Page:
Wednesday, Oct. 25, 2006 | The Ethics Commission is scheduled to make a presentation Wednesday to the City Council Rules Committee on the subject of amending the City’s Lobbying Ordinance. These amendments are designed to create greater transparency in the lobbying process and to remedy existing enforcement problems. In particular, the proposed reforms are designed to ensure that those who are paid to influence government decisions register as lobbyists and disclose the following information to the public:

  • The identity of their clients
  • The compensation earned for lobbying
  • The names and departments of city officials lobbied
  • Campaign contributions
  • Campaign fundraising efforts

During the past 12 months, the commission has conducted a top-to-bottom review of the Lobbying Ordinance. We have reviewed everything from the amount we charge lobbyists to register, to whether to regulate their fundraising activities, to the very definition of “lobbyist.”

While we believe lobbyists serve an important democratic function, we also recognize they wield a great level of influence with government officials. As such, it is critical to strike the right balance between encouraging citizens to petition their government and making sure the public is aware of which lobbyists are talking to public officials and what factors may contribute to their influence. We believe the current proposal strikes this careful balance. It is also important to note that the commission’s proposal will bring San Diego into line with disclosure requirements that have been in place in Los Angeles and San Francisco as well as other jurisdictions for years.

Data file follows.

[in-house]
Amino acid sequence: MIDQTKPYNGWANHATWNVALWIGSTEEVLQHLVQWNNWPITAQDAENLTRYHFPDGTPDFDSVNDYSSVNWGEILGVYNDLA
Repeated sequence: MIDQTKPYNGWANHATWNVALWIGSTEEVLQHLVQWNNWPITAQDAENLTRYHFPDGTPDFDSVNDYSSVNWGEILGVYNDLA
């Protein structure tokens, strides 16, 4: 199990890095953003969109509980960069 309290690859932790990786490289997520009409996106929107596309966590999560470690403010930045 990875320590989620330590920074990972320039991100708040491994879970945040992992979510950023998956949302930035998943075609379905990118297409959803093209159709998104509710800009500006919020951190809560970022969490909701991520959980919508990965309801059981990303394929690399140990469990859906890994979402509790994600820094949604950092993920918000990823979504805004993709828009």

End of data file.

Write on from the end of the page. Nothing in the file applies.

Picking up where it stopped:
Throughout the review, the commission heard comments and suggestions from the public, including lobbyists. We agreed with many of these suggestions and incorporated them into the proposal. Perhaps not surprisingly, the commission nevertheless heard a variety of objections to our final proposal (mostly from lobbyists), including the following:

  • Asking lobbyists to disclose the compensation they receive and/or the number of contacts they have with city officials would constitute an invasion of privacy
  • It is too burdensome to disclose the names of specific officials that they lobby
  • Volunteers who influence decisions should also register as lobbyists
  • Lobbyists will stop making campaign contributions
  • Fundraising should be disclosed only if the lobbyists personally deliver contributions.

The cornerstone of any effective lobbying ordinance is ensuring that the public is made aware of the actions of those who seek to influence government decisions behind the scenes. Although the commission is certain that some lobbyists would prefer to keep their lobbying activities private, public scrutiny is expected and appropriate. Similarly, the commission concluded that the public has far more interest in knowing which specific city officials were lobbied, instead of just the name of the official’s department.

Because different city officials wield different levels of authority, the proposed disclosure requirement will not force the public to have to guess which of its public servants were actually lobbied.